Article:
15 of the world’s 22 albatross species are at risk of extinction, but they can be saved
Using an albatross as a central motif for his epic poem, The Rime of the Ancient Mariner, the English poet Samuel Taylor Coleridge explored the theme of unintentional and dire consequences being brought about by a wilful act of desecration of the natural world. Coleridge’s mammoth poem entrenched the albatross as an enduring symbol in the myths and legends of maritime lore. More than two centuries later, with 15 of the world’s 22 albatross species at risk of extinction, the albatross metaphor is still deeply relevant.
Photo by David Cook
A black-browed albatross and her chick in a natal colony in the Falklands Islands. These magnificent long-distance ocean birds live primarily at sea, travelling thousands of miles to find food and only returning to large natal colonies at islands like the Marion and Prince Edward Islands, Falklands Islands,and Tasmanian Islands, to breed.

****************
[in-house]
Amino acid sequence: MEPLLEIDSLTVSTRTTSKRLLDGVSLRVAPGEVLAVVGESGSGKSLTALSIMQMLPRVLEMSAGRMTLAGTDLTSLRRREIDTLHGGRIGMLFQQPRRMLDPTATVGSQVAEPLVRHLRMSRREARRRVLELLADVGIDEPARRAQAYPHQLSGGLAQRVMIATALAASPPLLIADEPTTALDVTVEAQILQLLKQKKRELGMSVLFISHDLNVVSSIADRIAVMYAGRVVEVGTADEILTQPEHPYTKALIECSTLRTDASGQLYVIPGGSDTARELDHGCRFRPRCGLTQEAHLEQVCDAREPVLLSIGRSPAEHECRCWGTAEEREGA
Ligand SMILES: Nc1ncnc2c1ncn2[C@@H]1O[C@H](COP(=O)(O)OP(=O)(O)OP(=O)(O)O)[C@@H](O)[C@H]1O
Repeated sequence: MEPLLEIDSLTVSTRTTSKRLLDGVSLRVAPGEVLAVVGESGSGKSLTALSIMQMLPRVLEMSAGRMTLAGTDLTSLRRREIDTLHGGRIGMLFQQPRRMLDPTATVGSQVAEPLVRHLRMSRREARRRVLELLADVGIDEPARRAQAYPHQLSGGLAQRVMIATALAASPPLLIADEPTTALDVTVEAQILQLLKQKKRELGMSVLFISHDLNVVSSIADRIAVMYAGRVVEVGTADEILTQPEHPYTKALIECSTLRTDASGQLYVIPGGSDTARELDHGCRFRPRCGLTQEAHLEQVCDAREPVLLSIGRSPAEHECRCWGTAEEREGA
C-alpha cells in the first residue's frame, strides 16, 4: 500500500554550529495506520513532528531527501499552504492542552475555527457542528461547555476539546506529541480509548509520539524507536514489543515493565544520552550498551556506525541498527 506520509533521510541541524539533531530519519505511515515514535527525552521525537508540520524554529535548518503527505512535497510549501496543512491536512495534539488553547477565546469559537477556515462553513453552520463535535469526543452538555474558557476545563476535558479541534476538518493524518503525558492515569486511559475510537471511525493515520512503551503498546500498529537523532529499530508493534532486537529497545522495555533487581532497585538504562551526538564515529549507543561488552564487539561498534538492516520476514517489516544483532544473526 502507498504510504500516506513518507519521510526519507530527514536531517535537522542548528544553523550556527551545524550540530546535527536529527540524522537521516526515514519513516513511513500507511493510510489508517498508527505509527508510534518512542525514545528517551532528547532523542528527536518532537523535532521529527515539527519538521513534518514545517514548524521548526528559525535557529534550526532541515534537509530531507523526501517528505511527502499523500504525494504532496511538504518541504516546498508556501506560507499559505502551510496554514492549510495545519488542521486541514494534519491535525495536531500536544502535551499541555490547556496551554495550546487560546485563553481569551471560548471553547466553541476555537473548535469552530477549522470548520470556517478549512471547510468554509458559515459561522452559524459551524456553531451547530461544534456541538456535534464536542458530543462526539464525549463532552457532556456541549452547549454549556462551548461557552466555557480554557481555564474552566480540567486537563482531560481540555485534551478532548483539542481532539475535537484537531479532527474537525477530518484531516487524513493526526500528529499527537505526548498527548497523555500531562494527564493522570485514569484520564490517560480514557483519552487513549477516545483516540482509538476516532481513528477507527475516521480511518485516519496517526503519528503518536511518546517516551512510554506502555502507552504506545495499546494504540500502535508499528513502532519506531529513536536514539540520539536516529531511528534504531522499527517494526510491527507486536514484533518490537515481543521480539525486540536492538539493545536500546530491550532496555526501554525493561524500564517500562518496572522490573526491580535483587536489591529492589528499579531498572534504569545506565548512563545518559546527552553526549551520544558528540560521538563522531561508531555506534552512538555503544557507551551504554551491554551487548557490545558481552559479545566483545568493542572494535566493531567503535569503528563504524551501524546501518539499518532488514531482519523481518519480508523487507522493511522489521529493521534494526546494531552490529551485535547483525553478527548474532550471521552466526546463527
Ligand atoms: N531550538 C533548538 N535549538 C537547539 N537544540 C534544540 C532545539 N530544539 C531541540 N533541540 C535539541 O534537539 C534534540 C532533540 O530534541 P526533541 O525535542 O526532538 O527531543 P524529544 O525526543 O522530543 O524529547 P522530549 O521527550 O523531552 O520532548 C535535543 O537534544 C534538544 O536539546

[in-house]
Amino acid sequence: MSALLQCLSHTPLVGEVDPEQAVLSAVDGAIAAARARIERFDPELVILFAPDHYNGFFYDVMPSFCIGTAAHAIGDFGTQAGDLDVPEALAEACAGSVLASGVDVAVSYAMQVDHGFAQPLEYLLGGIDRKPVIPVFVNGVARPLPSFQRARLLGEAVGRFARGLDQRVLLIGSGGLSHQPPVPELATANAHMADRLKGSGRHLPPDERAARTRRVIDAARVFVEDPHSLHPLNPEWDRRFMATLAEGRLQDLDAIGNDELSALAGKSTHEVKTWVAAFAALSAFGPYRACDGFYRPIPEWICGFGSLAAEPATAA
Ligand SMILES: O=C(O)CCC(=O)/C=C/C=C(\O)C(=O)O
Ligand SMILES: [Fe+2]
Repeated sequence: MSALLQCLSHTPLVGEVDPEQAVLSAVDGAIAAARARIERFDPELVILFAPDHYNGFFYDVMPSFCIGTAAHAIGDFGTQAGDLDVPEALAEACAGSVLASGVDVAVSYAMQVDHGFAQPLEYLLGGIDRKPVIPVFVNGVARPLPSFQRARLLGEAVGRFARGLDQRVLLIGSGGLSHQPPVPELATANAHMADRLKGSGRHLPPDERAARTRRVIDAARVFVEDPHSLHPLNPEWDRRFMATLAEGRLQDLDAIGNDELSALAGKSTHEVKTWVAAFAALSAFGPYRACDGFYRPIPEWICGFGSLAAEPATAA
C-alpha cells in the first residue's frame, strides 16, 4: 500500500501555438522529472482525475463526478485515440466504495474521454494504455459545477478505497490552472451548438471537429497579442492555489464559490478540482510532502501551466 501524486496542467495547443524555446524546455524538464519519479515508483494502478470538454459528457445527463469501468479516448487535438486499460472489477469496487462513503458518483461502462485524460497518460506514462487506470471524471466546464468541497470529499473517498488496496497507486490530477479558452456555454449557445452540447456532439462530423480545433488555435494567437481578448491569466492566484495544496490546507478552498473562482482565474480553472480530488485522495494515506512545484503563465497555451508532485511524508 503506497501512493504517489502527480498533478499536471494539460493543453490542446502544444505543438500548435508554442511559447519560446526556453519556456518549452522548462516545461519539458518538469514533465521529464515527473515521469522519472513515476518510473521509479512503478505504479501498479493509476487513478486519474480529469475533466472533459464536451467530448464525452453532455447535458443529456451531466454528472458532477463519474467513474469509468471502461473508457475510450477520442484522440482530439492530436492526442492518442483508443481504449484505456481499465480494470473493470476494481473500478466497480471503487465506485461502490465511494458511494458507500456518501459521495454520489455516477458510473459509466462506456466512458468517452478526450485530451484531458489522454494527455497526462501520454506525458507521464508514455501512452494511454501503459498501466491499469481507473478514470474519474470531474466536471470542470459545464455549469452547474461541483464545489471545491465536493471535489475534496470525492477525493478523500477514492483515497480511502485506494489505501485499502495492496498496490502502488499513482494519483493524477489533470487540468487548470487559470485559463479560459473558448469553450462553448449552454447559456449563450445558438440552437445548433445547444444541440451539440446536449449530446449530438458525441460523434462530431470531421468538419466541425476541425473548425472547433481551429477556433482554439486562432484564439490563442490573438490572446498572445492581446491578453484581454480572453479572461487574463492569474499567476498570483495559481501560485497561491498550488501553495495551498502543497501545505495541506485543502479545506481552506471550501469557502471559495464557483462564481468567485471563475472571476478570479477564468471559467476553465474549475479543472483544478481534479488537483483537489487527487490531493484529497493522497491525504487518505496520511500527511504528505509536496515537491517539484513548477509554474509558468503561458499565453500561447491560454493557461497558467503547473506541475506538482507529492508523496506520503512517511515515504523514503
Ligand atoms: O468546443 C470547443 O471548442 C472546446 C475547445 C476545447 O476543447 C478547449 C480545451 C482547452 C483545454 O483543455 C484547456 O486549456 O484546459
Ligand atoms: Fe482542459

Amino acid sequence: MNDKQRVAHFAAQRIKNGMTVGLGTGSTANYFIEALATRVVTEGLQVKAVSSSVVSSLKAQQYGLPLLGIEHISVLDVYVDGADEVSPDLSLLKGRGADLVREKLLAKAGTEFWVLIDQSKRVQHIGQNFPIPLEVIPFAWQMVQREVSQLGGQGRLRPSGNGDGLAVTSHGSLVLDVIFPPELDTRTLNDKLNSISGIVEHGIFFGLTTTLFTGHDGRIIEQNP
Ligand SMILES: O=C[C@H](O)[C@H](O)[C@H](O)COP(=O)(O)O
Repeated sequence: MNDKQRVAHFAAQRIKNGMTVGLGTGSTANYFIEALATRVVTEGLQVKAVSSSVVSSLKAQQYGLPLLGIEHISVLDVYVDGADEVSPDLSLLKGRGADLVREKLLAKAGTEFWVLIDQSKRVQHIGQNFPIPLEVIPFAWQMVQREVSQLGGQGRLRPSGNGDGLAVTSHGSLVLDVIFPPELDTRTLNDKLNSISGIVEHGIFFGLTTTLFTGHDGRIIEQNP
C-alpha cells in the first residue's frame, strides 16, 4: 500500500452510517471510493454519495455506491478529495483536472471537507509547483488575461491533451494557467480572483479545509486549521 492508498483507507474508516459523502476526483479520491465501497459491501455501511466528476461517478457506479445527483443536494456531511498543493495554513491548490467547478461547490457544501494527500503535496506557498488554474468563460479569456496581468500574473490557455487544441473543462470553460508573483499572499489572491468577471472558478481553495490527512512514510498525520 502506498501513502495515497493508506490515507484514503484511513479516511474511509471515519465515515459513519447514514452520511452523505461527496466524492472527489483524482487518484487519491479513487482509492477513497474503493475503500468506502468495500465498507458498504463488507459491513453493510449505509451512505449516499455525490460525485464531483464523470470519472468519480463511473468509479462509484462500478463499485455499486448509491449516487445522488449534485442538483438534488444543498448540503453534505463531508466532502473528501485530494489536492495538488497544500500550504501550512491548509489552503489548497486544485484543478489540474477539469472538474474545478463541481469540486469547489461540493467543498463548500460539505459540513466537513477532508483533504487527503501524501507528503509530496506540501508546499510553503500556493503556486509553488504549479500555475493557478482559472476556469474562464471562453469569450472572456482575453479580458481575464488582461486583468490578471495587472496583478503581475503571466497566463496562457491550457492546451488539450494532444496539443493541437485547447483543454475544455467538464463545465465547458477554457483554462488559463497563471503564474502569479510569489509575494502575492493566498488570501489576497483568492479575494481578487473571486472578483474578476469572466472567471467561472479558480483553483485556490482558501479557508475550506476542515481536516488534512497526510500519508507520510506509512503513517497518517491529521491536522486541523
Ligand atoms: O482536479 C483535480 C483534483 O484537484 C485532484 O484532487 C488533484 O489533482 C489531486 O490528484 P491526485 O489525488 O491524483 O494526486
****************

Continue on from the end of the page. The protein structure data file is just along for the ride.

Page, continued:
Albatrosses are the largest flying birds on earth. At more than 11 feet from tip to tip; their wingspan is the largest of any bird species. Most albatrosses are only found in the Southern Hemisphere. These magnificent long-distance ocean travellers live primarily at sea where they forage and rest on the ocean waves, travelling thousands of miles to find food, and only returning to large natal colonies at islands like the Marion and Prince Edward Islands, Falklands Islands, Gough Islands, Tristan da Cunha, Tasmanian Islands, Crozet Islands and Kerguelen Islands, to breed. Exceptionally long-lived, albatrosses may live for 60 years or longer, and a pair bond may last for life.
Seabirds as a whole, and albatrosses in particular, are among the most threatened groups of birds in the world. The single greatest threat facing many seabird populations today is accidental deaths from fishing. More than 300,000 seabirds, including 100,000 albatrosses, are caught each year by tuna longline fleets and trawl fisheries.
When fishing vessels process their catch on board, they often discard unwanted heads and gutted fish off-cuts, throwing them overboard. This practice attracts albatrosses and other scavenging seabirds, which then become entangled in the fishing lines and the thick cables that attach large trawling nets, and drown. The birds may also strike the trawl cables while in flight, sustaining serious injuries such as broken wings.